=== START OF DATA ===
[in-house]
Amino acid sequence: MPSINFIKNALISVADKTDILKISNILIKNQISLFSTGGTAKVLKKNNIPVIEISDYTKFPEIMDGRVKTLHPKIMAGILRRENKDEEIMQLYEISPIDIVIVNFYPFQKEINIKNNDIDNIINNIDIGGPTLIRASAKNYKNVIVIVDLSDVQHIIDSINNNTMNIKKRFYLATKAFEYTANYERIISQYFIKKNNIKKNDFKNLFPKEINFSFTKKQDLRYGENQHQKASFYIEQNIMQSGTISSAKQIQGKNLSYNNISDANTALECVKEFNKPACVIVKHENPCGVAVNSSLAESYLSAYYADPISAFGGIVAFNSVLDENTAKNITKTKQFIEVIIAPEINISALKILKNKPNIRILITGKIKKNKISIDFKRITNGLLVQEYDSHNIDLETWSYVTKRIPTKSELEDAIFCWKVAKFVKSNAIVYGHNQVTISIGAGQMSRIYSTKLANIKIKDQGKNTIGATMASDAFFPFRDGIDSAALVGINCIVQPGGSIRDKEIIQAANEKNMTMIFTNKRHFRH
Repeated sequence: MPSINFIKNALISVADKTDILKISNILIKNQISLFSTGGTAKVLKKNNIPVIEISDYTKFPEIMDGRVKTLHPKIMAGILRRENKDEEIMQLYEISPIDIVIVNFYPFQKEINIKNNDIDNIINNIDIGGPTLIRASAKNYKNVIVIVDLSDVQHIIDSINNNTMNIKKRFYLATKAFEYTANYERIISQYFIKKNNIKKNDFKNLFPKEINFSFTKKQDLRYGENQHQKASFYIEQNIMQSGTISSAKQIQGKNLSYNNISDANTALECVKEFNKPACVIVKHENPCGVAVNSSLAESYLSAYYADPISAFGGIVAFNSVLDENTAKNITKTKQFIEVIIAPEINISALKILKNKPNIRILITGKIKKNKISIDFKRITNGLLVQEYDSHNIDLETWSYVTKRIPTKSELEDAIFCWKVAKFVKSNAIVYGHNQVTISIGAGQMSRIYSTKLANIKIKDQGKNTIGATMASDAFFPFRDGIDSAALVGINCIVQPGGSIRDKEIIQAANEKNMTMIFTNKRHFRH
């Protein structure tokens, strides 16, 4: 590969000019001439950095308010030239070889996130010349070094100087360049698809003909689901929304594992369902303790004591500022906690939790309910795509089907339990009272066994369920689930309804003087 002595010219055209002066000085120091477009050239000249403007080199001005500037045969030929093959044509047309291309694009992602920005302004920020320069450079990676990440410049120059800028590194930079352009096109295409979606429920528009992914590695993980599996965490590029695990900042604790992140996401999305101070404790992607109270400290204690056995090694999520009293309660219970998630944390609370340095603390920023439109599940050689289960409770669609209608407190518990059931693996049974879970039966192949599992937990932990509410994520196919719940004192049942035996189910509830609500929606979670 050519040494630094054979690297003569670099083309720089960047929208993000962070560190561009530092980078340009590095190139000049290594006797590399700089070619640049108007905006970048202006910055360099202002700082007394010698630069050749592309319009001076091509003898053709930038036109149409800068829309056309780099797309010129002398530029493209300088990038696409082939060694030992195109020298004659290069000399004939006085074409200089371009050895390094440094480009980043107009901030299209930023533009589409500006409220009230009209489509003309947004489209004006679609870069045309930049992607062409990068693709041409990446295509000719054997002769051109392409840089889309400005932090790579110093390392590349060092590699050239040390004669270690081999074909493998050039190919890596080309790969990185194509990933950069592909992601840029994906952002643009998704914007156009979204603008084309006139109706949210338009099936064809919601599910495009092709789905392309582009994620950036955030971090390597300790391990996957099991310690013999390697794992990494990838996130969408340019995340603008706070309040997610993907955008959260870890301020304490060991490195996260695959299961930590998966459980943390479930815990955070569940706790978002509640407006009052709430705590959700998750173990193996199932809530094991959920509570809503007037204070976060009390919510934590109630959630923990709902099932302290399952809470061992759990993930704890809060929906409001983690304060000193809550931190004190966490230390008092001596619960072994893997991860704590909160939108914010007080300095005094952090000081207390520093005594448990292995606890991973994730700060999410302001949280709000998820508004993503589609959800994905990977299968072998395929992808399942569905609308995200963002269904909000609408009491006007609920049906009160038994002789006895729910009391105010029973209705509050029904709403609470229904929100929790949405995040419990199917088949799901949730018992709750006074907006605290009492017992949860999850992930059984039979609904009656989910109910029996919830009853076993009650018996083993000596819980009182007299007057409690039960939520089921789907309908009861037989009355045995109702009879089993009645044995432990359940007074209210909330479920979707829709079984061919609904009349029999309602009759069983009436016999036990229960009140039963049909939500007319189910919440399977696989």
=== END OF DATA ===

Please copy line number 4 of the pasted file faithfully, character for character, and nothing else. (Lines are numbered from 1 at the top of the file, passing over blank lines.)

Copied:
């Protein structure tokens, strides 16, 4: 590969000019001439950095308010030239070889996130010349070094100087360049698809003909689901929304594992369902303790004591500022906690939790309910795509089907339990009272066994369920689930309804003087 002595010219055209002066000085120091477009050239000249403007080199001005500037045969030929093959044509047309291309694009992602920005302004920020320069450079990676990440410049120059800028590194930079352009096109295409979606429920528009992914590695993980599996965490590029695990900042604790992140996401999305101070404790992607109270400290204690056995090694999520009293309660219970998630944390609370340095603390920023439109599940050689289960409770669609209608407190518990059931693996049974879970039966192949599992937990932990509410994520196919719940004192049942035996189910509830609500929606979670 050519040494630094054979690297003569670099083309720089960047929208993000962070560190561009530092980078340009590095190139000049290594006797590399700089070619640049108007905006970048202006910055360099202002700082007394010698630069050749592309319009001076091509003898053709930038036109149409800068829309056309780099797309010129002398530029493209300088990038696409082939060694030992195109020298004659290069000399004939006085074409200089371009050895390094440094480009980043107009901030299209930023533009589409500006409220009230009209489509003309947004489209004006679609870069045309930049992607062409990068693709041409990446295509000719054997002769051109392409840089889309400005932090790579110093390392590349060092590699050239040390004669270690081999074909493998050039190919890596080309790969990185194509990933950069592909992601840029994906952002643009998704914007156009979204603008084309006139109706949210338009099936064809919601599910495009092709789905392309582009994620950036955030971090390597300790391990996957099991310690013999390697794992990494990838996130969408340019995340603008706070309040997610993907955008959260870890301020304490060991490195996260695959299961930590998966459980943390479930815990955070569940706790978002509640407006009052709430705590959700998750173990193996199932809530094991959920509570809503007037204070976060009390919510934590109630959630923990709902099932302290399952809470061992759990993930704890809060929906409001983690304060000193809550931190004190966490230390008092001596619960072994893997991860704590909160939108914010007080300095005094952090000081207390520093005594448990292995606890991973994730700060999410302001949280709000998820508004993503589609959800994905990977299968072998395929992808399942569905609308995200963002269904909000609408009491006007609920049906009160038994002789006895729910009391105010029973209705509050029904709403609470229904929100929790949405995040419990199917088949799901949730018992709750006074907006605290009492017992949860999850992930059984039979609904009656989910109910029996919830009853076993009650018996083993000596819980009182007299007057409690039960939520089921789907309908009861037989009355045995109702009879089993009645044995432990359940007074209210909330479920979707829709079984061919609904009349029999309602009759069983009436016999036990229960009140039963049909939500007319189910919440399977696989």